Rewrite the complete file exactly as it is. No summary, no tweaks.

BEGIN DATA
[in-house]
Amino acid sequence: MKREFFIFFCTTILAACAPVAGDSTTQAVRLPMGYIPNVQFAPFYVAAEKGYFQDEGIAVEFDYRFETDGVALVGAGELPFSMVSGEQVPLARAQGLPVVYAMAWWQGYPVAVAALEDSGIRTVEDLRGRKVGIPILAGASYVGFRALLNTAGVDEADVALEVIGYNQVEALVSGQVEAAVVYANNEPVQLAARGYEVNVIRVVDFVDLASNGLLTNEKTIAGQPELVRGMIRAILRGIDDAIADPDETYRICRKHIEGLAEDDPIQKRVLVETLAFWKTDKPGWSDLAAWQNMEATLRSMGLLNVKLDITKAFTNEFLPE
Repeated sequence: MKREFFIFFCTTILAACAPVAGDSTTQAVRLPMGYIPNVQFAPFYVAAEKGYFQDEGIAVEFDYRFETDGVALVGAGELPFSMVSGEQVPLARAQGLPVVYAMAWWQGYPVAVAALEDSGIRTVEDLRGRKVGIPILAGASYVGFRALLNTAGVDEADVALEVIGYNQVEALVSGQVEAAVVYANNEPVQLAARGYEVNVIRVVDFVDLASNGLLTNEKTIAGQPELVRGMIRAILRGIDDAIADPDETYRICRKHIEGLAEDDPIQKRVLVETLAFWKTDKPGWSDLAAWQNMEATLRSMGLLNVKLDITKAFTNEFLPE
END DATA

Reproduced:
[in-house]
Amino acid sequence: MKREFFIFFCTTILAACAPVAGDSTTQAVRLPMGYIPNVQFAPFYVAAEKGYFQDEGIAVEFDYRFETDGVALVGAGELPFSMVSGEQVPLARAQGLPVVYAMAWWQGYPVAVAALEDSGIRTVEDLRGRKVGIPILAGASYVGFRALLNTAGVDEADVALEVIGYNQVEALVSGQVEAAVVYANNEPVQLAARGYEVNVIRVVDFVDLASNGLLTNEKTIAGQPELVRGMIRAILRGIDDAIADPDETYRICRKHIEGLAEDDPIQKRVLVETLAFWKTDKPGWSDLAAWQNMEATLRSMGLLNVKLDITKAFTNEFLPE
Repeated sequence: MKREFFIFFCTTILAACAPVAGDSTTQAVRLPMGYIPNVQFAPFYVAAEKGYFQDEGIAVEFDYRFETDGVALVGAGELPFSMVSGEQVPLARAQGLPVVYAMAWWQGYPVAVAALEDSGIRTVEDLRGRKVGIPILAGASYVGFRALLNTAGVDEADVALEVIGYNQVEALVSGQVEAAVVYANNEPVQLAARGYEVNVIRVVDFVDLASNGLLTNEKTIAGQPELVRGMIRAILRGIDDAIADPDETYRICRKHIEGLAEDDPIQKRVLVETLAFWKTDKPGWSDLAAWQNMEATLRSMGLLNVKLDITKAFTNEFLPE